Jason Day playing solo at the Travelers Championship after negative coronavirus test


CROMWELL, Conn. — Jason Day‘s third-round tee time was moved back at the Travelers Championship after he requested a coronavirus test Saturday morning.

Day, who started the day nine shots behind leader Phil Mickelson, was supposed to tee off alongside Rafa Cabrera Bello and Roger Sloan at 8:09 a.m. ET. Instead, Day’s tee time was pushed until 9:15 a.m. out of precaution and to give him more time to get test results. He started on the 10th tee and played alone.

After Day started his round, the PGA Tour said in a statement that he had tested negative for COVID-19.

If his test had come back positive, per PGA Tour procedures, he would have been removed from the golf course midround and put into isolation.

The PGA Tour has had seven withdrawals this week related to the coronavirus. Players Cameron Champ and Denny McCarthy both tested positive. Bud Cauley, who played with McCarthy during Thursday’s opening round, opted to withdraw before Friday’s second round out of precaution, despite a negative test.

The caddies for Brooks Koepka and Graeme McDowell both tested positive, leading to each player’s withdrawal. Chase Koepka, Brooks’ brother who earned a spot in the field through a Monday qualifier, also pulled out of the event for precautionary reasons because he was in close proximity to his brother’s caddie, Ricky Elliott. Webb Simpson also withdrew before the event began after finding out a family member had tested positive for the virus.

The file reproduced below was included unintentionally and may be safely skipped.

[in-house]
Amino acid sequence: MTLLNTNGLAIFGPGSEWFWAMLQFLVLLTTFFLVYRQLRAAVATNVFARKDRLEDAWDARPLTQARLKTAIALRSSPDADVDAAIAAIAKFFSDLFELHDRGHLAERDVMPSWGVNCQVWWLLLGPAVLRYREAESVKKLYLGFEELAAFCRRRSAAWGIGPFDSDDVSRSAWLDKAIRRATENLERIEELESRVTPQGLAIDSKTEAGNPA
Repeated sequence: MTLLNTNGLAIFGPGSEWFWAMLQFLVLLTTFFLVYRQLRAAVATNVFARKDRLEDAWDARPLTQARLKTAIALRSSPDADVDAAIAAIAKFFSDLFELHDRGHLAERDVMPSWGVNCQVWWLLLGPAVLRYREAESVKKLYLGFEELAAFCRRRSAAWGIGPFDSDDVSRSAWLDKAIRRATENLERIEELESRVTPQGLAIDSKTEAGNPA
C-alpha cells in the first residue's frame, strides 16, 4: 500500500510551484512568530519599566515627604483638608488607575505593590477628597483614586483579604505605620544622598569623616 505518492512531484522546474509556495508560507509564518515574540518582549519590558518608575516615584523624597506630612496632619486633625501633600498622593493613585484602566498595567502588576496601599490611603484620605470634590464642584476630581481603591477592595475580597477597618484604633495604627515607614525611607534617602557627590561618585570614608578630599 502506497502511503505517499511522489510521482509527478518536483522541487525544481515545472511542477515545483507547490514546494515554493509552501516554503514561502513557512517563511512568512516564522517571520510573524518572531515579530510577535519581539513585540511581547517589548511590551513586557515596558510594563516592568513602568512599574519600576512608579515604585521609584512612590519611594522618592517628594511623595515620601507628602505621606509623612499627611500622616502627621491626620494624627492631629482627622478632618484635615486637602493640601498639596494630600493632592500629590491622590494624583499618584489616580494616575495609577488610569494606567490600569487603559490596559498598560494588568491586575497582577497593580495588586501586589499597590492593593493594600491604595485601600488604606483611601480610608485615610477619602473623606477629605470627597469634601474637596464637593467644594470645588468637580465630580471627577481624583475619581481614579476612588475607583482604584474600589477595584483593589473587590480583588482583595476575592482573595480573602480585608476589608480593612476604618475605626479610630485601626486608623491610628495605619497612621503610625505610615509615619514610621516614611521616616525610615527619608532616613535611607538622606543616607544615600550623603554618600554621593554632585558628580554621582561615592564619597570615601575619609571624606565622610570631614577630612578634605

The tour said in its statement that all follow-up tests from potential contact with McCarthy were negative.

On Wednesday, PGA Tour commissioner Jay Monahan announced stricter protocols for the safety of all involved, and also to allow golf to continue forward, uninterrupted. He announced additional testing and broadened the scope of those who would get tested, including player instructors. He promised “severe repercussions” to anyone who did not follow the protocols.

“It’s pretty clear that this virus isn’t going anywhere,” Monahan said.

“But everybody knows and needs to know that our future, our ability to sustain this business and to impact the communities where we play and to create so many jobs is contingent on our ability to follow those protocols. So when we have instances where someone hasn’t, they will be dealt with. And as I said, the consequences will be significant.”



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